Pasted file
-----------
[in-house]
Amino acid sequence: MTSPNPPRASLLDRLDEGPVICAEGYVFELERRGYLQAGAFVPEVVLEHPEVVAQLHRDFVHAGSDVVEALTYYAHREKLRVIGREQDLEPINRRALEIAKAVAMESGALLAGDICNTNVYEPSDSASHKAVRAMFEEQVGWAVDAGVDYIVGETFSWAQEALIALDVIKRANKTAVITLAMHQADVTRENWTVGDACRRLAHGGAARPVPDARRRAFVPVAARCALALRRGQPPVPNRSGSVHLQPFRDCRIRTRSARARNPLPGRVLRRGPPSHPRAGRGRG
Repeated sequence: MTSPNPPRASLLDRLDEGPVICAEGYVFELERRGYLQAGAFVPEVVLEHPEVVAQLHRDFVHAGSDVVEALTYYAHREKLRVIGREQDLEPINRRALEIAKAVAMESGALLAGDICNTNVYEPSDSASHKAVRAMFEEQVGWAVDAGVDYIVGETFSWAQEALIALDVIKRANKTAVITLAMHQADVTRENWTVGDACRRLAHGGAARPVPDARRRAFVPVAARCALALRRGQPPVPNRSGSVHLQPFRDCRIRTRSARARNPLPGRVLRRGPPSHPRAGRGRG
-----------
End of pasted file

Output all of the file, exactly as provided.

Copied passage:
[in-house]
Amino acid sequence: MTSPNPPRASLLDRLDEGPVICAEGYVFELERRGYLQAGAFVPEVVLEHPEVVAQLHRDFVHAGSDVVEALTYYAHREKLRVIGREQDLEPINRRALEIAKAVAMESGALLAGDICNTNVYEPSDSASHKAVRAMFEEQVGWAVDAGVDYIVGETFSWAQEALIALDVIKRANKTAVITLAMHQADVTRENWTVGDACRRLAHGGAARPVPDARRRAFVPVAARCALALRRGQPPVPNRSGSVHLQPFRDCRIRTRSARARNPLPGRVLRRGPPSHPRAGRGRG
Repeated sequence: MTSPNPPRASLLDRLDEGPVICAEGYVFELERRGYLQAGAFVPEVVLEHPEVVAQLHRDFVHAGSDVVEALTYYAHREKLRVIGREQDLEPINRRALEIAKAVAMESGALLAGDICNTNVYEPSDSASHKAVRAMFEEQVGWAVDAGVDYIVGETFSWAQEALIALDVIKRANKTAVITLAMHQADVTRENWTVGDACRRLAHGGAARPVPDARRRAFVPVAARCALALRRGQPPVPNRSGSVHLQPFRDCRIRTRSARARNPLPGRVLRRGPPSHPRAGRGRG